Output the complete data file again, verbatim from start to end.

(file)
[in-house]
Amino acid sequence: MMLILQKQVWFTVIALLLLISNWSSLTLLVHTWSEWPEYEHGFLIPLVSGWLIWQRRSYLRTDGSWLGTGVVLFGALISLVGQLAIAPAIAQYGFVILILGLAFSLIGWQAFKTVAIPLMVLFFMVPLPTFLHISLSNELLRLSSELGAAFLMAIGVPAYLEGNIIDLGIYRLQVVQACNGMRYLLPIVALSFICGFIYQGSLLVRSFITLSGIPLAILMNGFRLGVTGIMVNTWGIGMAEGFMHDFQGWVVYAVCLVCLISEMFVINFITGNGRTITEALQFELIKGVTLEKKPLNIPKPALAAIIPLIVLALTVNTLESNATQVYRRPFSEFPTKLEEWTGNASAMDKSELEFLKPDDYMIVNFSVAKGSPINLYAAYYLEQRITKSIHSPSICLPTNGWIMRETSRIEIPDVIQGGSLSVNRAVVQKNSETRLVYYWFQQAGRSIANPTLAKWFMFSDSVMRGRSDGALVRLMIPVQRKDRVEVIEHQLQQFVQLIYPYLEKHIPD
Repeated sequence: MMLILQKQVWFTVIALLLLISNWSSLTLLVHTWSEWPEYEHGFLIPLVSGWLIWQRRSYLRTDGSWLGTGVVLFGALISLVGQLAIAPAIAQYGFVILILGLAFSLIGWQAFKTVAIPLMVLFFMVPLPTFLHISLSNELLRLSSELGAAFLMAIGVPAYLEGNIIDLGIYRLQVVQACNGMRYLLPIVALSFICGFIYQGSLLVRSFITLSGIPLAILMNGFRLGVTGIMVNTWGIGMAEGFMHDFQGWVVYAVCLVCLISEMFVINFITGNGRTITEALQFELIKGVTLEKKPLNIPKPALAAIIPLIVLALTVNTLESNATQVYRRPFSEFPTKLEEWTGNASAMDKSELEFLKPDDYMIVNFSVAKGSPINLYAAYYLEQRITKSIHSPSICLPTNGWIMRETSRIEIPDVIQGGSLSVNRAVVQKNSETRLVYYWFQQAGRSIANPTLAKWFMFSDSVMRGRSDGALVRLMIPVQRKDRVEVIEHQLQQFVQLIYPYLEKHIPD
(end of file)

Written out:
[in-house]
Amino acid sequence: MMLILQKQVWFTVIALLLLISNWSSLTLLVHTWSEWPEYEHGFLIPLVSGWLIWQRRSYLRTDGSWLGTGVVLFGALISLVGQLAIAPAIAQYGFVILILGLAFSLIGWQAFKTVAIPLMVLFFMVPLPTFLHISLSNELLRLSSELGAAFLMAIGVPAYLEGNIIDLGIYRLQVVQACNGMRYLLPIVALSFICGFIYQGSLLVRSFITLSGIPLAILMNGFRLGVTGIMVNTWGIGMAEGFMHDFQGWVVYAVCLVCLISEMFVINFITGNGRTITEALQFELIKGVTLEKKPLNIPKPALAAIIPLIVLALTVNTLESNATQVYRRPFSEFPTKLEEWTGNASAMDKSELEFLKPDDYMIVNFSVAKGSPINLYAAYYLEQRITKSIHSPSICLPTNGWIMRETSRIEIPDVIQGGSLSVNRAVVQKNSETRLVYYWFQQAGRSIANPTLAKWFMFSDSVMRGRSDGALVRLMIPVQRKDRVEVIEHQLQQFVQLIYPYLEKHIPD
Repeated sequence: MMLILQKQVWFTVIALLLLISNWSSLTLLVHTWSEWPEYEHGFLIPLVSGWLIWQRRSYLRTDGSWLGTGVVLFGALISLVGQLAIAPAIAQYGFVILILGLAFSLIGWQAFKTVAIPLMVLFFMVPLPTFLHISLSNELLRLSSELGAAFLMAIGVPAYLEGNIIDLGIYRLQVVQACNGMRYLLPIVALSFICGFIYQGSLLVRSFITLSGIPLAILMNGFRLGVTGIMVNTWGIGMAEGFMHDFQGWVVYAVCLVCLISEMFVINFITGNGRTITEALQFELIKGVTLEKKPLNIPKPALAAIIPLIVLALTVNTLESNATQVYRRPFSEFPTKLEEWTGNASAMDKSELEFLKPDDYMIVNFSVAKGSPINLYAAYYLEQRITKSIHSPSICLPTNGWIMRETSRIEIPDVIQGGSLSVNRAVVQKNSETRLVYYWFQQAGRSIANPTLAKWFMFSDSVMRGRSDGALVRLMIPVQRKDRVEVIEHQLQQFVQLIYPYLEKHIPD